Opera Philadelphia

Introducing students to careers in the theater

By Opera Philadelphia

The first class of Opera Philadelphia’s Backstage Pass program is officially out for summer, having spent the spring touring theaters and museums, and learning tricks of the trade from scenic painters and filmmakers.

Backstage Pass, designed as a workforce readiness program for area teenagers interested in technical theater, offers an introduction to backstage careers through on-site visits and meetings with industry professionals.

After two pilot years, Opera Philadelphia kicked off Phase I of Backstage Pass in March by welcoming nearly 400 students from 10 area schools to Career Day. There they had an opportunity to learn about different careers from industry professionals stationed all around the Academy of Music. Eighty-four of those students registered for the program, and more than 50 attended the sessions.

During the three-month program, students toured the backstage of not just the Academy of Music, but also Verizon Hall and the Perelman Theater at The Kimmel Center. They visited film company History Making Productions and backdrop painting business Done and Dusted. They met with professionals who taught them how to take measurements for costumes and how to create movies with the phones in their pockets.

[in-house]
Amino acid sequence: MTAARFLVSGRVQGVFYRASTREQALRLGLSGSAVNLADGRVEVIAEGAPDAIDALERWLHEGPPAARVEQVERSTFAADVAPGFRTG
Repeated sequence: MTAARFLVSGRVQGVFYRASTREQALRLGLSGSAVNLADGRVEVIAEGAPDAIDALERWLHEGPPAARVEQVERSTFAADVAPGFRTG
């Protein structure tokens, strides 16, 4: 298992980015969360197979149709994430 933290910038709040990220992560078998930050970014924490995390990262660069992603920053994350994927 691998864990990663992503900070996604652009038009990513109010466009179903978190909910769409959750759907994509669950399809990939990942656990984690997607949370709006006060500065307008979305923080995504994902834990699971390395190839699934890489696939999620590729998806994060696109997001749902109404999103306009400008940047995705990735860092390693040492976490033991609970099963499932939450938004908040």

“We got to talk to a lot of interesting people,” said Community Initiatives Administrator Veronica Chapman-Smith. The students were so captivated by Done and Dusted, when the session was over, “we literally had to drag them out of the room. “ 

Phase I concluded in June with a trip to the National Constitution Center, where students saw both theatrical presentations at the museum – the multi-actor, pared-down Living News and the “bells and whistles show” Freedom Rising.

Most people don’t expect to see theater when they come to a museum, said Nora Quinn, Director of Theater Programs at the National Constitution Center.

Quinn guided them through the museum, taking them behind the scenes to explain how it all works, down to making sure costumes are dry cleaned on time. 

Although Phase I ventured outside the box of what is traditionally considered “theater”, Chapman-Smith would like future outings to show an even greater range of career possibilities. 

“I think Done and Dusted was the moment where I thought, wait, I should have looked for more places where you’re using those skills but not necessarily in the way that you would have originally thought,” Chapman-Smith said.


While some students came into the program with experience working on school productions and pre-determined interests, the program allows other artistically-minded students to learn about different areas and what they might like best. 

Some of the students from Phase I, as well as some newly-recruited participants, will take part in Phase II this fall, transitioning into more hands-on work, actually building, painting, and designing. They will also meet with Opera staff about career skills like writing a resume and job site etiquette and learn about colleges where they can study theater arts.

 “There are jobs to be had,” Chapman-Smith said, not just in theaters, but beyond. And Backstage Pass is going to make sure the students are ready for them.


Learn more about Backstage Pass.

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